Back in February, I snapped this photo from our balcony just before sunrise. The color in the sky was a gorgeous blue and the moon was crisply visible. I knew the cloud definition and colors would be enhanced if I took a multiple exposure shot and post-processed as an HDR, so I flipped my D90 to bracket mode and took three shots. Even though there was a fair amount of light, I decided to use my tripod to avoid any movement between the three pictures. Each one turned out great, but combining them into a singular HDR image really captured that moment well.

Date Taken: February 11th, 2010
Camera: Nikon D90
Lens: 18-200 VR
Focal Length: 18
F number: 3.5
Exposure: 1/10

Off the SD Card: Thunderbird

Yikes - long time since the last post. Here's a photo I took from last year's Chicago Air and Water Show. This picture has been featured here before, but I retouched it using Photomatix HDR software. I think it adds depth to the clouds and makes the image more interesting. Here are the photo's stats:

  • Camera: Nikon D90

  • Lens: Nikkon VR 18-200mm f/5.6

  • Focal Length: 200

  • F Number: 5.6

  • Exposure: 1/1,250

Next Generation iPhone

Now that the next generation iPhone is out in the wild, what are we to make of it? First of all, I really like the new design. I never really liked the rounded-back that the iPhone 3G and 3GS had. Aside from the two-tone back, the original iPhone I think had the best design, and I think the latest ID really pays tribute to the original.

Personally, I think the model Gizmodo got their hands on is 100% real, but head over there to read more...

Off the SD Card: March Sunrise in Chicago

The only thing that rivals the beauty of a brilliant sunset is a gorgeous sunrise. It must have been a pretty calm night in the Windy City for Lake Michigan to be as placid as it was. Paying the extra dough for a West-facing apartment is definitely worth it!

Not much was done to this photo - only slight boosts in saturation and sharpness. I'm thinking the photo could benefit from slight vignetting - what do you think?

Camera: Nikon D90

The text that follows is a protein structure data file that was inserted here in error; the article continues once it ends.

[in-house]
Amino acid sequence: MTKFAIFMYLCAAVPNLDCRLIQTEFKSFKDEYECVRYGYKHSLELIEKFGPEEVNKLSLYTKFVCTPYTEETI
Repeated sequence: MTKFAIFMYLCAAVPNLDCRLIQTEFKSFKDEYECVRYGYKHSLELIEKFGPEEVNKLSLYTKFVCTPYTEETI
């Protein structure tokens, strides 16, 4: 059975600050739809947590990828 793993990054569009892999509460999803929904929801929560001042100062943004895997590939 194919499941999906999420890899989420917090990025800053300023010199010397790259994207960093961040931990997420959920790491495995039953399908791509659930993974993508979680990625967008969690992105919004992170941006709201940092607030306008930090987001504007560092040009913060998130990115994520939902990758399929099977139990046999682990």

Lens: Nikon 18-200mm VR
Focal Length: 18mm
F number: 9
Exposure: 1/13
Taken March 24th, 2010

The Future is Now: Photoshop Edition

Ok, so maybe not right now, but still... this is incredible! Watch the video and be amazed. For those without flash, or those that don't have time for the video, basically what this shows you is the next generation of photo retouching. Up until now, removing objects from photos has been a painstaking task. In the next generation of Adobe Photoshop, deleting objects, lens flares, even shadows will be easier than ever.

What will come of this? For one, it is going to make my photo editing process a whole lot quicker. It's going to be so easy to create fake iPhone 6G leaks!

Off the SD Card: Boozer!

So this is my cat Boozer. She's a half tortoise shell half tabby mix and she takes wonderful 35mm photos! No post-processing was applied to this photo - my D90 was set to my custom "Vivid" setting to boost the saturation. As mentioned, I used my Nikon 35mm f/1.8 lens with my S600 flash attachment. The funny thing is, Boozer and my other cat, Moxie, pretty much overdosed on catnip like 5 minutes before this photo, so she's totally in a haze in this picture.

Camera: Nikon D90
Lens: Nikon 35mm f/1.8
Focal Length: 35mm
F number: 3.5
Exposure: 1/60
More pictures of my cats' drug binge after the break…

Wallpaper of the Day: Theaterplatz Dresden